By THE NATION
The gathering, led by Khunying Jada Wattanasiritham, was held at the Counting Sheep café in Sukhumvit Soi 61.
Khunying Jada said the construction of buildings taller than 23 metres or seven to eight storeys were banned in Sukhumvit 61, yet the 43-storey Impression Ekkamai had been granted permission.
“This project causes me worry from several aspects, whether other houses in the area will continue getting sunlight, if the wind direction will change, whether the building will have a proper fire-extinguishing system and if its positioning will cause traffic jams in the future,” she said.
Khunying Jada added that she and other residents had reported this issue to the government many times, and had been invited to speak to several officials tasked with studying environmental impact in the capital, yet their problem has not been solved.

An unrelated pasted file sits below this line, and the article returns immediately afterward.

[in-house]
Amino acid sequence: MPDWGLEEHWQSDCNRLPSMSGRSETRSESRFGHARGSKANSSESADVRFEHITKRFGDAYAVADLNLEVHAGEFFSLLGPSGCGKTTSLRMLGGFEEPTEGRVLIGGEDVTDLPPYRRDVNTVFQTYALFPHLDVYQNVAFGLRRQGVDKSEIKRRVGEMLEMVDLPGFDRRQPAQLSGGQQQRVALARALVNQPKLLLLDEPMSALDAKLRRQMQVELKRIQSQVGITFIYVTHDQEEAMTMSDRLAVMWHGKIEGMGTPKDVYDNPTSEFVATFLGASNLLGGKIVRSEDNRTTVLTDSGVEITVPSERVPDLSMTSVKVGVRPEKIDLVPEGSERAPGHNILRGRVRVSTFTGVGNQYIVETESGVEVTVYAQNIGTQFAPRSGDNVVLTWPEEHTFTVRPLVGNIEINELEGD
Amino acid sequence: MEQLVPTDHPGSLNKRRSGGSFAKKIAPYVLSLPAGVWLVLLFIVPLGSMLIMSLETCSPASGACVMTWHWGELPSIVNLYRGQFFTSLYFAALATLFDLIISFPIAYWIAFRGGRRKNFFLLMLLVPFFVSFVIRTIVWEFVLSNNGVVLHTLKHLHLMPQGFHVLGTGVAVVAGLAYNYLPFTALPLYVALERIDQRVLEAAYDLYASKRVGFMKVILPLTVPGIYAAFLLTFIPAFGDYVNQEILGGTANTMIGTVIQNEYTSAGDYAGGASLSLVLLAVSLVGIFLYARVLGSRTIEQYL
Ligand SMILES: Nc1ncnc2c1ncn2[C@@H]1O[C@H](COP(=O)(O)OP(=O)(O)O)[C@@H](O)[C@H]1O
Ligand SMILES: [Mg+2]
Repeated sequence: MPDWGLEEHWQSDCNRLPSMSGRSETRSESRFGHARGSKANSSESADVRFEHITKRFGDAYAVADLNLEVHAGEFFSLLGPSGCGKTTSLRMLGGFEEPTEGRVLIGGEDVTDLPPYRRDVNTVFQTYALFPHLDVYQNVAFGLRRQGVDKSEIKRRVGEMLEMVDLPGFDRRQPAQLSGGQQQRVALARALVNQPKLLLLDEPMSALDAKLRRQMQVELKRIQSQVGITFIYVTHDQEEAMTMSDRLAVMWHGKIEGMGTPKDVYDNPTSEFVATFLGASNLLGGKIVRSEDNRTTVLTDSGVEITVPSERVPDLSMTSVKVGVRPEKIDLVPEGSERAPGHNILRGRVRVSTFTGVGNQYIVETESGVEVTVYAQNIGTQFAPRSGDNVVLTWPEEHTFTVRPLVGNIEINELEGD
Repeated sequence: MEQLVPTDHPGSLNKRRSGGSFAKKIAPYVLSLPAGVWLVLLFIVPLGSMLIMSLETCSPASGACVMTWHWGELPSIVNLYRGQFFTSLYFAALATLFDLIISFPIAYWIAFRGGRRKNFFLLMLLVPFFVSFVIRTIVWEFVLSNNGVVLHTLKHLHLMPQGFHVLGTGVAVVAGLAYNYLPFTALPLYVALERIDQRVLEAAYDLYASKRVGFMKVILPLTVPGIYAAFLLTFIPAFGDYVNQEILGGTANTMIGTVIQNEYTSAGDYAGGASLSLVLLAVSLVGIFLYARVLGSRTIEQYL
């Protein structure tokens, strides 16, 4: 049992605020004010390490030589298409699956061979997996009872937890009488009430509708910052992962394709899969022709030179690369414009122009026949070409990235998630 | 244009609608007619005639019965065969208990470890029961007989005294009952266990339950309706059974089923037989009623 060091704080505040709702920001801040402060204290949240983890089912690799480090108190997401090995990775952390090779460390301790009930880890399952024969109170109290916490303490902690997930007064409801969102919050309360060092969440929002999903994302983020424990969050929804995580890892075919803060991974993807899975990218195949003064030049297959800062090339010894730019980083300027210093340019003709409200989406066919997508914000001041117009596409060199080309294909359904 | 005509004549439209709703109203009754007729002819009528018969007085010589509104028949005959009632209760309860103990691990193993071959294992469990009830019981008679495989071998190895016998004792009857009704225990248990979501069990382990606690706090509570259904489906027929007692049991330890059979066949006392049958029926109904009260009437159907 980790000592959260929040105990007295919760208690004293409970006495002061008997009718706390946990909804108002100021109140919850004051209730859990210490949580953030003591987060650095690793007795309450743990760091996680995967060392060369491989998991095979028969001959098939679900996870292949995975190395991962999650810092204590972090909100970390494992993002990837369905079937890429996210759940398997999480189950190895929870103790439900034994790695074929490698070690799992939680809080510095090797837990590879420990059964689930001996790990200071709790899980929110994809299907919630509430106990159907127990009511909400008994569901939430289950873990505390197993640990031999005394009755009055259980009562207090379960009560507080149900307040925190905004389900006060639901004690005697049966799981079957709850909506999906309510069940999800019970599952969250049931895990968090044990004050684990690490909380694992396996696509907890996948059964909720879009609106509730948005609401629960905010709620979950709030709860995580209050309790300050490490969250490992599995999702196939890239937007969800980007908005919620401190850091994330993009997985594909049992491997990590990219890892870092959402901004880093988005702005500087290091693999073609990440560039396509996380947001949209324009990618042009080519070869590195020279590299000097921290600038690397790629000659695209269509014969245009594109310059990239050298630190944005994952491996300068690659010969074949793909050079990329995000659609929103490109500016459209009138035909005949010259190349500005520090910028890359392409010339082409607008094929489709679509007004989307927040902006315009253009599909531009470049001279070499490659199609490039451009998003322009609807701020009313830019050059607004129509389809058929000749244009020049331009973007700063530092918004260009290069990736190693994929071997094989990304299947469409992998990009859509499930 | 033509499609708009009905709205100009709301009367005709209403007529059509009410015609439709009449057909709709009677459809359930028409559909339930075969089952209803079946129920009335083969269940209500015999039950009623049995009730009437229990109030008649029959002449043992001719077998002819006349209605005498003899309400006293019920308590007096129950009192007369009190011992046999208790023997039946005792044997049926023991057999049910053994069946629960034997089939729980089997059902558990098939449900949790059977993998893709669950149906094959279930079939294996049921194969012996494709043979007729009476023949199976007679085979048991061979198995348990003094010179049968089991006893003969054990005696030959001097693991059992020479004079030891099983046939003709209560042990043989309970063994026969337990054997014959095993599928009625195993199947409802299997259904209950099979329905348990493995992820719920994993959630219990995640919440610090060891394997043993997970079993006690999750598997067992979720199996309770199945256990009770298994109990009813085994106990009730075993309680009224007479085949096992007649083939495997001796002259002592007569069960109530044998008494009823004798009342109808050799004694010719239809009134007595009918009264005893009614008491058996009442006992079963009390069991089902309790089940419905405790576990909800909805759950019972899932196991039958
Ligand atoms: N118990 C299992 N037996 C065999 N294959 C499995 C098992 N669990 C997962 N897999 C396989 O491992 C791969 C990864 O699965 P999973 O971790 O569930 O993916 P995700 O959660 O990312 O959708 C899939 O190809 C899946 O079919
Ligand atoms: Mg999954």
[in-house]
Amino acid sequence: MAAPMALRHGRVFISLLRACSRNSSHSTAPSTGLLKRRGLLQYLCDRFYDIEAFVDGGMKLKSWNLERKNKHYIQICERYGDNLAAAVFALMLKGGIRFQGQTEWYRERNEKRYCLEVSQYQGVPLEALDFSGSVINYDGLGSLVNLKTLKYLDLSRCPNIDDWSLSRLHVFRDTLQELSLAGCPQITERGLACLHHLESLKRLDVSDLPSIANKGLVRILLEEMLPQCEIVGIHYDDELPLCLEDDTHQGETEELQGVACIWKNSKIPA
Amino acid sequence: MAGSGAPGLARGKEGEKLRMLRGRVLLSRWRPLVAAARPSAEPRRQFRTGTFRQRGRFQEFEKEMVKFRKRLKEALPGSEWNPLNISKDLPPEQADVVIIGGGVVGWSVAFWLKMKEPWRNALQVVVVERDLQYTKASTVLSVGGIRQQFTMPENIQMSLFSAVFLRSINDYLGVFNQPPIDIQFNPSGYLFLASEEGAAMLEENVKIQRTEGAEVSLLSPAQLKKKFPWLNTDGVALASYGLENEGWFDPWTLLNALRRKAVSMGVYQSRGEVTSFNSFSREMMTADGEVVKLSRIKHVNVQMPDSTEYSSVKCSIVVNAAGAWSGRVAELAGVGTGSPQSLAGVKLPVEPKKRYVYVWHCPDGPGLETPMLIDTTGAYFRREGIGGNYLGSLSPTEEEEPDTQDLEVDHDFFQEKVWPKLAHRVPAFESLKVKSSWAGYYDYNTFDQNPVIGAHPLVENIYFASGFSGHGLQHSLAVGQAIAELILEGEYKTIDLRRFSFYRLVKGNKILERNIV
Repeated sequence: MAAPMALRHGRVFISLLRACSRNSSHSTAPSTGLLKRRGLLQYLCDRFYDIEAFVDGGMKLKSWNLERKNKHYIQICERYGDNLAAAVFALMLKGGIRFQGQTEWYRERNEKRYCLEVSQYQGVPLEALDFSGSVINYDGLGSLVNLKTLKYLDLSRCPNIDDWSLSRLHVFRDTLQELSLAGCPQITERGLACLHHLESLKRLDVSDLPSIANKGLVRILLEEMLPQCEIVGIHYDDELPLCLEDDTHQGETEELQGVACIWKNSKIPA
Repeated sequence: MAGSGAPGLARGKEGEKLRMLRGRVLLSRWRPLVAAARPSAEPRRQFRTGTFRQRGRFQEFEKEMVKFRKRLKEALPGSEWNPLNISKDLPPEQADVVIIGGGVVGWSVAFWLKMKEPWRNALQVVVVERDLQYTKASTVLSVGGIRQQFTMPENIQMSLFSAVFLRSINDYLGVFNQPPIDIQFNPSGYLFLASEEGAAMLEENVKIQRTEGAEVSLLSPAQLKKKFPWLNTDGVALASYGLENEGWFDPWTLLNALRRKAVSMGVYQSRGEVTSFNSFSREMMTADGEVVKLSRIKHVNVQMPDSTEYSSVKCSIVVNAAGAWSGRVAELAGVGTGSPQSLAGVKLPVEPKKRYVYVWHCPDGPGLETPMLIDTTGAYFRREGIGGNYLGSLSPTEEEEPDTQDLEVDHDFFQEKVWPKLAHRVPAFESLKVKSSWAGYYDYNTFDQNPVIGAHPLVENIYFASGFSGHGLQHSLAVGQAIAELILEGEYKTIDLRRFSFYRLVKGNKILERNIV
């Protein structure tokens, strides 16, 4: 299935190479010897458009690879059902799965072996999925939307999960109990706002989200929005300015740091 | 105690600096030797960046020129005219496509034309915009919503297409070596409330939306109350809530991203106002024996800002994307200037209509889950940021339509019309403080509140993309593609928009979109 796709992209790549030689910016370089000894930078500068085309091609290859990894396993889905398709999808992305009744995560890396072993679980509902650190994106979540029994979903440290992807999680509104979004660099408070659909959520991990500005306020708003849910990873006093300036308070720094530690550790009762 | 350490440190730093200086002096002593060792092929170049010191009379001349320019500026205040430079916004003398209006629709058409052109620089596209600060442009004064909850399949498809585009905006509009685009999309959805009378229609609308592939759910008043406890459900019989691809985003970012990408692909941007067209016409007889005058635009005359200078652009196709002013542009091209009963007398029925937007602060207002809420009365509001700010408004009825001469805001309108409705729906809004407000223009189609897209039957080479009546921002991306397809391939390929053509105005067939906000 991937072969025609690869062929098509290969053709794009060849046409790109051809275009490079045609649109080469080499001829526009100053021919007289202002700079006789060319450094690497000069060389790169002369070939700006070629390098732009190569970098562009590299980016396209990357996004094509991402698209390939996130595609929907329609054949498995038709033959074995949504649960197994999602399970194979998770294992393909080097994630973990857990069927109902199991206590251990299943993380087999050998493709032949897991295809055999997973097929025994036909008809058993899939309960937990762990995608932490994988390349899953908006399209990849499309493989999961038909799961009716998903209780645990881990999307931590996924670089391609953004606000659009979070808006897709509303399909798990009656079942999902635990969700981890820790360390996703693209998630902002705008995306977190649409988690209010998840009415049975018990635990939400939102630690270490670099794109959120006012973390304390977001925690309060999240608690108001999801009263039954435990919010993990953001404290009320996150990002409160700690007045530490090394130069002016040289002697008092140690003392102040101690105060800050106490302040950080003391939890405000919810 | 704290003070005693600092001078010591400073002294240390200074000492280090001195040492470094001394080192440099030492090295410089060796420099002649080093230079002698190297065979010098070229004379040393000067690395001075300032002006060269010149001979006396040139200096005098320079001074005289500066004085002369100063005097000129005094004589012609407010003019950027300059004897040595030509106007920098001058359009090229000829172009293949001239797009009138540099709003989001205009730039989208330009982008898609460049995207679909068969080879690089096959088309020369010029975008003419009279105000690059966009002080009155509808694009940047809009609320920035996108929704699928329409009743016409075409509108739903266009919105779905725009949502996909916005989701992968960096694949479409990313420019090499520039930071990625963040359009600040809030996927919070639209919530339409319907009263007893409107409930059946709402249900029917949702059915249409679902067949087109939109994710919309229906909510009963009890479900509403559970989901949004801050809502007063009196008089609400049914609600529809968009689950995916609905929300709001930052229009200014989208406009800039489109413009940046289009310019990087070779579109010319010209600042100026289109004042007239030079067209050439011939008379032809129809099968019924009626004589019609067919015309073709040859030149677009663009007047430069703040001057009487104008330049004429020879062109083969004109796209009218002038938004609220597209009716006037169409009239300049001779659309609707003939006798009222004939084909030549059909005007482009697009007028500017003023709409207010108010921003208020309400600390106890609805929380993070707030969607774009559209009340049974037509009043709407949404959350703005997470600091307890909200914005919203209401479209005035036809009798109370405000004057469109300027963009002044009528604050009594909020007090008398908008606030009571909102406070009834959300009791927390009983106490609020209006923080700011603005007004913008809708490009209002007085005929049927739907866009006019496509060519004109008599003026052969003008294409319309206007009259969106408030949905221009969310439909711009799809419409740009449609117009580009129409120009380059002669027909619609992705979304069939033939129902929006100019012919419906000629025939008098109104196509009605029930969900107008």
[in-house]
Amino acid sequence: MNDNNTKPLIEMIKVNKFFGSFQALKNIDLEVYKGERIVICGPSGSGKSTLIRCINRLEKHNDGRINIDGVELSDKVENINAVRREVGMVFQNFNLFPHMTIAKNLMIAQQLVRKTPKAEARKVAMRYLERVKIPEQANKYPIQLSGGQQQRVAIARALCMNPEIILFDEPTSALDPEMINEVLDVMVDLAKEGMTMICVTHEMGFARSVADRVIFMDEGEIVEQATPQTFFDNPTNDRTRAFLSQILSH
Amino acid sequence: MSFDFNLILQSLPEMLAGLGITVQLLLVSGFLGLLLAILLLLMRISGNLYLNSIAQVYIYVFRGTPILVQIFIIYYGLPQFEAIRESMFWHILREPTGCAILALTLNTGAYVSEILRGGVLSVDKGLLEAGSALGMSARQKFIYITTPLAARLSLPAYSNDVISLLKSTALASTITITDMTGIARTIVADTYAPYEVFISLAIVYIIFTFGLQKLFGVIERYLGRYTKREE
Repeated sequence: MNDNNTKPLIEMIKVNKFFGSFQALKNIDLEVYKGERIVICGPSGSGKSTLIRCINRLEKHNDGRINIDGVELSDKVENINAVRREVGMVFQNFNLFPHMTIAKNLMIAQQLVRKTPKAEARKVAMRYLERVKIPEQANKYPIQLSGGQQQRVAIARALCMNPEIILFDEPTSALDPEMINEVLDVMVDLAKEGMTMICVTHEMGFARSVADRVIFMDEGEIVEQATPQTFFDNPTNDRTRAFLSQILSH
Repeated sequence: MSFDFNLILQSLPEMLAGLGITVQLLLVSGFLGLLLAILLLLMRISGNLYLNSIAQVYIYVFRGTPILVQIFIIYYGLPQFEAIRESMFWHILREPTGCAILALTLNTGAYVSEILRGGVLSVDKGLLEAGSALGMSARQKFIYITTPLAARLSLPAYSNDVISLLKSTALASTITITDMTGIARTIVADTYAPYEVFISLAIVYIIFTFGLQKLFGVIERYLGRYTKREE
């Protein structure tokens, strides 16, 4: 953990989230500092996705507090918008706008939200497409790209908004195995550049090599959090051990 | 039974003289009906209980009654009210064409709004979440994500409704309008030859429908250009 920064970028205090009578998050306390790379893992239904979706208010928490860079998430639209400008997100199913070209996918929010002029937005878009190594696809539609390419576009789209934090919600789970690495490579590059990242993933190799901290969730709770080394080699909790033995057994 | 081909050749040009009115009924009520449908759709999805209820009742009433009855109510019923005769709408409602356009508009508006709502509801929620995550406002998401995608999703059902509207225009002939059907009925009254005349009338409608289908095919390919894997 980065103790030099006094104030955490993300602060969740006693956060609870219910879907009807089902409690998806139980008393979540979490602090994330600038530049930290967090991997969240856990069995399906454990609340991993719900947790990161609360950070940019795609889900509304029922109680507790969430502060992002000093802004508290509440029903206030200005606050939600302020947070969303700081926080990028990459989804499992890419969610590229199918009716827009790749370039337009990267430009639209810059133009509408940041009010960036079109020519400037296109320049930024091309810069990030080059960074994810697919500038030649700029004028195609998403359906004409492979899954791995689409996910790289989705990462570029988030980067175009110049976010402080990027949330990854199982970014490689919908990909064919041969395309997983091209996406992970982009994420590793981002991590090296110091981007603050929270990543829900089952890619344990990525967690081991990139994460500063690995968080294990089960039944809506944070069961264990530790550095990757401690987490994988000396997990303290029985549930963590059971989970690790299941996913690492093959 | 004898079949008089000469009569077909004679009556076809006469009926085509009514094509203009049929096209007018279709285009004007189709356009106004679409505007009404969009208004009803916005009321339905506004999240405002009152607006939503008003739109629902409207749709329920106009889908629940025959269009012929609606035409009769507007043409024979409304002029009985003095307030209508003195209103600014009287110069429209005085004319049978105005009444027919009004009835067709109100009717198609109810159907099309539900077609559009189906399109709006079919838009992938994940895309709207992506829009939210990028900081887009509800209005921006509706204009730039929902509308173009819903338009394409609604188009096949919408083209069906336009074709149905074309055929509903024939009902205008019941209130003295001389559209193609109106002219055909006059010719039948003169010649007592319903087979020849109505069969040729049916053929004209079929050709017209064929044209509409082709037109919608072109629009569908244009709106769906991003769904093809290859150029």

“This problem is not of the Ekkamai community, but that of other communities in Bangkok,” she added. “We need justice and it can be delivered as Impression Ekkamai is still waiting for environmental impact assessment results.”
Resident Malina Pansatian said Sukhumvit 61 is a narrow alley with many small houses and if there is a fire in the skyscraper, then fire trucks will find it difficult to get to it.
Complaint and Legal Assistance Centre’s chief, Naruemol Mekborisut said 64 communities across the city have filed appeals against the illegal construction of skyscrapers.